Microsoft wants to make Windows 7 and 8.1 updating easier
Microsoft announced three upcoming changes to update procedures of previous versions of the company's Windows operating system today.
The company created what it calls rollup packages for Windows 7 and Windows Server 2008 R2 which are designed to bring the operating system to the newest patched version without having to install all updates released for it one by one.
While Windows 7 users can install Service Pack 1 or even buy the operating system with the service pack included, all updates released after the official release of the one and only service pack for Windows 7 need to be installed individually.
All that users and administrators need to do now is to install the rollup update on the device running one of the supported operating systems to patch it completely.
Additional information about it can be found on the Knowledge Base page KB3125574.
This rollup package includes almost all the updates that were released after the release of SP1 for Windows 7 and Windows Server 2008 R2, through April 2016. This convenience rollup is intended to make it easy to integrate fixes that were released after SP1 for Windows 7 and Windows Server 2008 R2.
Microsoft will update the rollup packages regularly to add new patches and updates to them. These rollups can also be integrated into installation media so that they are installed alongside the operating system.
The convenience rollup package can only be downloaded from Microsoft's Update Catalog. Please note that the service can only be accessed using Internet Explorer and no other browser (not even Microsoft Edge works currently).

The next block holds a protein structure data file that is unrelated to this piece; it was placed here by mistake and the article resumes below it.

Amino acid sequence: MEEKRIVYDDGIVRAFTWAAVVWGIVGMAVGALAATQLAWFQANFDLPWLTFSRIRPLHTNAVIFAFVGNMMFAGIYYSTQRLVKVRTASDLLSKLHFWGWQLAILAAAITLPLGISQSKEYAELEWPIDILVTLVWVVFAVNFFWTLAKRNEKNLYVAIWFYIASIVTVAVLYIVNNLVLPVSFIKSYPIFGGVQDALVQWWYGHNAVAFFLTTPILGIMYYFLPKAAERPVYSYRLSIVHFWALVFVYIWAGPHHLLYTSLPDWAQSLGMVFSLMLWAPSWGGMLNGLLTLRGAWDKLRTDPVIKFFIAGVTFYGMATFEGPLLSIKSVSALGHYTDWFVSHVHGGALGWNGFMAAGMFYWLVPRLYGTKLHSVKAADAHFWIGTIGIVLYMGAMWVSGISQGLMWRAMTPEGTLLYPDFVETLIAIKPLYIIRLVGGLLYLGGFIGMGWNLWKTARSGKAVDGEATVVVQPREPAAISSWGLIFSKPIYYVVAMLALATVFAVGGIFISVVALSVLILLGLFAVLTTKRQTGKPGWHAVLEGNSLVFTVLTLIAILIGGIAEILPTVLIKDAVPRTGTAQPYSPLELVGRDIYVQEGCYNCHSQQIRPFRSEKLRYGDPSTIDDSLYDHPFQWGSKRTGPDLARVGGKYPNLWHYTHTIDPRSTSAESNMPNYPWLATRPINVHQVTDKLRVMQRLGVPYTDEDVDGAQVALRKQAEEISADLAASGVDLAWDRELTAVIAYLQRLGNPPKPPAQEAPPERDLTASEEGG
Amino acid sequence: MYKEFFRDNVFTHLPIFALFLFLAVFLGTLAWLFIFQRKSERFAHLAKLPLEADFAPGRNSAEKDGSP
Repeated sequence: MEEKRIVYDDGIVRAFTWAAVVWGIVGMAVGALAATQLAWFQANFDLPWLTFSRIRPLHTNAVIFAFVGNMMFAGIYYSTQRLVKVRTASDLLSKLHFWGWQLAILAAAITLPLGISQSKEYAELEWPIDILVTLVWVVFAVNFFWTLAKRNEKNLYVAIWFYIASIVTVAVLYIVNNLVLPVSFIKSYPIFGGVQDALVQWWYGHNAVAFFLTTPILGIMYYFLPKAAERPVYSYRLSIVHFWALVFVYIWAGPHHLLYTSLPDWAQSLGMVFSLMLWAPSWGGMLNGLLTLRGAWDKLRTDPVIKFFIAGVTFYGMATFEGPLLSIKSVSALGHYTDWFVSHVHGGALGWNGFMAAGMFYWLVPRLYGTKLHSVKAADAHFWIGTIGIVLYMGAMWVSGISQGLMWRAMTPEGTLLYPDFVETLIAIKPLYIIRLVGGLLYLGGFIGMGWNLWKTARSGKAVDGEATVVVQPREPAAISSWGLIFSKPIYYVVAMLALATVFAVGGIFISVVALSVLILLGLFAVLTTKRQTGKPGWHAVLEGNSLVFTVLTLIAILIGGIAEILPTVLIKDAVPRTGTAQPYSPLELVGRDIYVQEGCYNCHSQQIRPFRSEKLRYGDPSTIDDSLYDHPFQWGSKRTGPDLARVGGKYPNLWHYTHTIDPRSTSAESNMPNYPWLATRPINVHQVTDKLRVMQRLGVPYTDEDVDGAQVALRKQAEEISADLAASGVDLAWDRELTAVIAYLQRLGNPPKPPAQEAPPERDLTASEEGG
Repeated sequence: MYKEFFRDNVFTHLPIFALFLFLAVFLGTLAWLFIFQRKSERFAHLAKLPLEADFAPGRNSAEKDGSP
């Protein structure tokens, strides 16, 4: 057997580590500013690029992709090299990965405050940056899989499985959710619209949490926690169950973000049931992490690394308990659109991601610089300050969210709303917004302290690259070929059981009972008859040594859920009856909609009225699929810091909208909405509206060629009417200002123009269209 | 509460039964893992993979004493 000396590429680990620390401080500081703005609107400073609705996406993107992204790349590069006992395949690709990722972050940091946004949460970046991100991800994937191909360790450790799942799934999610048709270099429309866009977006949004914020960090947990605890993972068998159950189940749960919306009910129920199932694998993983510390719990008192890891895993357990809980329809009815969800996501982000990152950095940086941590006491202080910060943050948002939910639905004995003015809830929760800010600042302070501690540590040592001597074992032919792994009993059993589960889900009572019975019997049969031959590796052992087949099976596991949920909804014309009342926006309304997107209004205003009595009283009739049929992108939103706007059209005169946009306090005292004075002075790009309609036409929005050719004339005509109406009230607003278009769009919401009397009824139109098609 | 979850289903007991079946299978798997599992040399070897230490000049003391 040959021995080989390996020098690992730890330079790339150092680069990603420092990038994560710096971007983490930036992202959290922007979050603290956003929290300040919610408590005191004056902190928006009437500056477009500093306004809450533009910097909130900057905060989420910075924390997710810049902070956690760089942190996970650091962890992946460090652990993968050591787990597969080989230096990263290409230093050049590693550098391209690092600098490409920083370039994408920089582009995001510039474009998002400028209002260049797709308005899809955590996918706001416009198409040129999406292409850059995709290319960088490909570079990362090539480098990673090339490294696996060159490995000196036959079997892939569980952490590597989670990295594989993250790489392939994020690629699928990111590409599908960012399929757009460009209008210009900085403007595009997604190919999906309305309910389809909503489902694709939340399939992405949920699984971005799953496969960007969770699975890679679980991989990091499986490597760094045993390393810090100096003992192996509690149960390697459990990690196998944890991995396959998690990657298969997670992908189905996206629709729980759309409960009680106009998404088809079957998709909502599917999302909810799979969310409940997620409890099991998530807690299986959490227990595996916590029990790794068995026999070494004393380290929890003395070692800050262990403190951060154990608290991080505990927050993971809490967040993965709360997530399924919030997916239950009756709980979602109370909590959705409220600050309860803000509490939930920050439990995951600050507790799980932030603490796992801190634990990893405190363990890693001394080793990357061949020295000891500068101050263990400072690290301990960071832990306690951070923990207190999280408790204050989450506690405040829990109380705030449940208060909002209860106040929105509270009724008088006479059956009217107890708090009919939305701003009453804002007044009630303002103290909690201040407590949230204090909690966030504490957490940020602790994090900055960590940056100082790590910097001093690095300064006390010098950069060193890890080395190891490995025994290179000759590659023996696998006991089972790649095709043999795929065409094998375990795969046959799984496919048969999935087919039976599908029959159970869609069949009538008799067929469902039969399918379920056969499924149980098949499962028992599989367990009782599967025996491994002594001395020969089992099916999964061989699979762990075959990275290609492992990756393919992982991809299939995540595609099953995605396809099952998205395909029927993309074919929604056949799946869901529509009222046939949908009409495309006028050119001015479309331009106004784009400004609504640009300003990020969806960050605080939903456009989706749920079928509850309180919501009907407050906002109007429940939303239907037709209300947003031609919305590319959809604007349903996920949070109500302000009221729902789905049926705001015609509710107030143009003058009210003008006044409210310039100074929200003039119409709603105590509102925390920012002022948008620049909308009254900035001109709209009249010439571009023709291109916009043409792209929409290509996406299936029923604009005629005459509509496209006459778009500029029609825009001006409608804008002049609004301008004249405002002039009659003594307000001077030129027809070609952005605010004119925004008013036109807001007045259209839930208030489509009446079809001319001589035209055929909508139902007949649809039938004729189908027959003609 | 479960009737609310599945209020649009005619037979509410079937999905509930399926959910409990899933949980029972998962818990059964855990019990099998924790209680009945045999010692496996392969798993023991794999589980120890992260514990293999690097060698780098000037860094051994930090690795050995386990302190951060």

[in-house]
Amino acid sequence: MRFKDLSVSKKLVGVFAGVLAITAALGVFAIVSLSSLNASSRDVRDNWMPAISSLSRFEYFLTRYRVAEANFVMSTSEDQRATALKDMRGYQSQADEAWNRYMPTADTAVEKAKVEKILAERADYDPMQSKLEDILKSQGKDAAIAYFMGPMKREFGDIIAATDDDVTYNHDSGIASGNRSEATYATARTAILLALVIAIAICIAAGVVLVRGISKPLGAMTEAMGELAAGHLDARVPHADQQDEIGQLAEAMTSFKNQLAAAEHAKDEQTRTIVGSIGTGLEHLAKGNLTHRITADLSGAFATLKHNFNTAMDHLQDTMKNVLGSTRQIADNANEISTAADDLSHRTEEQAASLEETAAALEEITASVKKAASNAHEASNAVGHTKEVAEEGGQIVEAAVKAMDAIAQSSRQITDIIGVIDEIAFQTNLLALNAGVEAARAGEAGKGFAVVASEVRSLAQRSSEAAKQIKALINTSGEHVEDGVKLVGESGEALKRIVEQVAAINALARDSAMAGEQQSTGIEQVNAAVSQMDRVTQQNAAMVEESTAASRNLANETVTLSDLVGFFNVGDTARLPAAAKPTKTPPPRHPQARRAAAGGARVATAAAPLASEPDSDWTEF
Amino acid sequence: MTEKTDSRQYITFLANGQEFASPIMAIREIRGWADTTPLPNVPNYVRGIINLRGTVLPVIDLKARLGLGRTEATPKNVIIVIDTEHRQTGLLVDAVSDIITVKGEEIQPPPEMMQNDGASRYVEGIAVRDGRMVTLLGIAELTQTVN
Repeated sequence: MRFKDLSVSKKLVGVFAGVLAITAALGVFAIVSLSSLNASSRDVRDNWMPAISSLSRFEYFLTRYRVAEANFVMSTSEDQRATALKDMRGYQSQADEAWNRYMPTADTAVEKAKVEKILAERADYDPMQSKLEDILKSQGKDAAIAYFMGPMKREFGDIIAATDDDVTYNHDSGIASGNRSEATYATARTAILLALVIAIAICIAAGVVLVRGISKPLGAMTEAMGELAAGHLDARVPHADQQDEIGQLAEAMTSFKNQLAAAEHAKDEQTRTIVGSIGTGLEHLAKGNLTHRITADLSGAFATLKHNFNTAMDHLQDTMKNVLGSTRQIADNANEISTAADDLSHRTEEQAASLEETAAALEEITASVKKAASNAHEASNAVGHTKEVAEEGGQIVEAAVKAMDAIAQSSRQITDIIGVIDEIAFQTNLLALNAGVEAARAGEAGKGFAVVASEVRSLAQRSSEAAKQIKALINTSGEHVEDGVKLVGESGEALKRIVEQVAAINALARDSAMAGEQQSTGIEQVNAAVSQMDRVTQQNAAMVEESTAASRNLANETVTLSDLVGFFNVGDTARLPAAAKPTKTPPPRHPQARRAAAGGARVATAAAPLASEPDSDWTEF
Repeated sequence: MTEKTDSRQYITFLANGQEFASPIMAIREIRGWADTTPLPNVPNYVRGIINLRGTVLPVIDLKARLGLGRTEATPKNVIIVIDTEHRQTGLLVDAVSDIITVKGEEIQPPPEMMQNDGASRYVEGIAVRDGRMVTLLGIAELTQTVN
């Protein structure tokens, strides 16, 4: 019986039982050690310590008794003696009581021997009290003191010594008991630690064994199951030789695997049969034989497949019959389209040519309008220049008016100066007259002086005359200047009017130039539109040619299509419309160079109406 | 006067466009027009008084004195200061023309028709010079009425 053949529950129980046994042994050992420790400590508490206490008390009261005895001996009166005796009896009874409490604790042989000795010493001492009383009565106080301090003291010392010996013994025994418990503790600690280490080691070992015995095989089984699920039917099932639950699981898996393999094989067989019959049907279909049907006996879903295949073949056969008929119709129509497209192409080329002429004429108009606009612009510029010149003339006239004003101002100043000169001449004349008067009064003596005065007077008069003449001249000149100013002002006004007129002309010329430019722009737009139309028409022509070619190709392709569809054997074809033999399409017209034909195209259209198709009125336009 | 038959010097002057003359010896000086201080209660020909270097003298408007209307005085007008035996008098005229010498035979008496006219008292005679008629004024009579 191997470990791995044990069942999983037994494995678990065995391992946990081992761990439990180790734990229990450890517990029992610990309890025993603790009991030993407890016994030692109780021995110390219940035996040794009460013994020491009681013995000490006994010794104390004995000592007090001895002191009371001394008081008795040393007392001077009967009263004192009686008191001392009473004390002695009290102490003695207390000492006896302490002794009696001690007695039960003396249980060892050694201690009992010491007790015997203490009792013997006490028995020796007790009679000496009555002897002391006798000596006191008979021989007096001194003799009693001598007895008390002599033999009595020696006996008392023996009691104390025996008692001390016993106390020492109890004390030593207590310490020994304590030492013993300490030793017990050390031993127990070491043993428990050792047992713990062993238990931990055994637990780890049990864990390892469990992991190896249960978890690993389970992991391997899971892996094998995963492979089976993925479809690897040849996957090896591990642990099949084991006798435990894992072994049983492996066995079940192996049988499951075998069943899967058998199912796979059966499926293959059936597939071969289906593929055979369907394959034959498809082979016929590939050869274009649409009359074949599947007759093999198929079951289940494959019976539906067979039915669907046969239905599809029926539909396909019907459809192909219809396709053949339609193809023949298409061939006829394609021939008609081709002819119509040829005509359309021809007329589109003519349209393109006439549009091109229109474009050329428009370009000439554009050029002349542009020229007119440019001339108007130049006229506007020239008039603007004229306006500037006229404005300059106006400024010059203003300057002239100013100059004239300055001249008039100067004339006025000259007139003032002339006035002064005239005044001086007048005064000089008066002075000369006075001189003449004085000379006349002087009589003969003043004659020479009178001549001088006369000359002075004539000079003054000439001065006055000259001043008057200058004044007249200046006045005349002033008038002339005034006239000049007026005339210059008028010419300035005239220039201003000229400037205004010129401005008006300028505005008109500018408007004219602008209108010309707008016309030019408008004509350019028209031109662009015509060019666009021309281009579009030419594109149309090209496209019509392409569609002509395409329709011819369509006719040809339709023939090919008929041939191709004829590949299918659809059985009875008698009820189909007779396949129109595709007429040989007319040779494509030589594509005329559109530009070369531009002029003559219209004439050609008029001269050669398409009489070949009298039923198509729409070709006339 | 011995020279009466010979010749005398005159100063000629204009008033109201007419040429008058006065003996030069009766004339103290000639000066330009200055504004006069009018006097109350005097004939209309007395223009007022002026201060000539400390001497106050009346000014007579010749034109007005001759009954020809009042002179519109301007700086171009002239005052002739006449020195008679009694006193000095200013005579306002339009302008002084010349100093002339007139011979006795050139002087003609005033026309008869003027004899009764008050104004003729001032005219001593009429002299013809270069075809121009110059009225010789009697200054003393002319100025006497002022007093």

Microsoft plans to modernize the Update Catalog this Summer however by removing the ActiveX requirement from the site so that other browsers can be used to access the service and download patches for Windows systems.
The company announced as well that it will no longer provide downloads for security updates on the Microsoft Download Center. These updates will be available exclusively for manual download via Microsoft's Update Catalog.
The third and final change concerns non-security updates for Windows 7 Service Pack 1 and Windows 8.1 and the server-based operating systems Windows Server 2008 R2 Service Pack 1, Windows Server 2012 and Windows Server 2012 R2.
Microsoft will release monthly rollup packages for these versions of Windows that contain all non-security updates.
A single update will be released each month that contains all non-security updates of that month.
Microsoft will make these updates available through Windows Update, WSUS, SCCM and the Microsoft Update Catalog.
The intention is to make updating simpler by providing just one update for all non-security fixes released in a month.
The announcement offers no information on whether the release of monthly rollup packages will impact the current options that users and admins have to get non-security updates for Windows.
It would be problematic obviously if the company would not make individual patches available anymore but it seems unlikely that this is the case.
Now You: What's your take on the changes announced today?Advertisement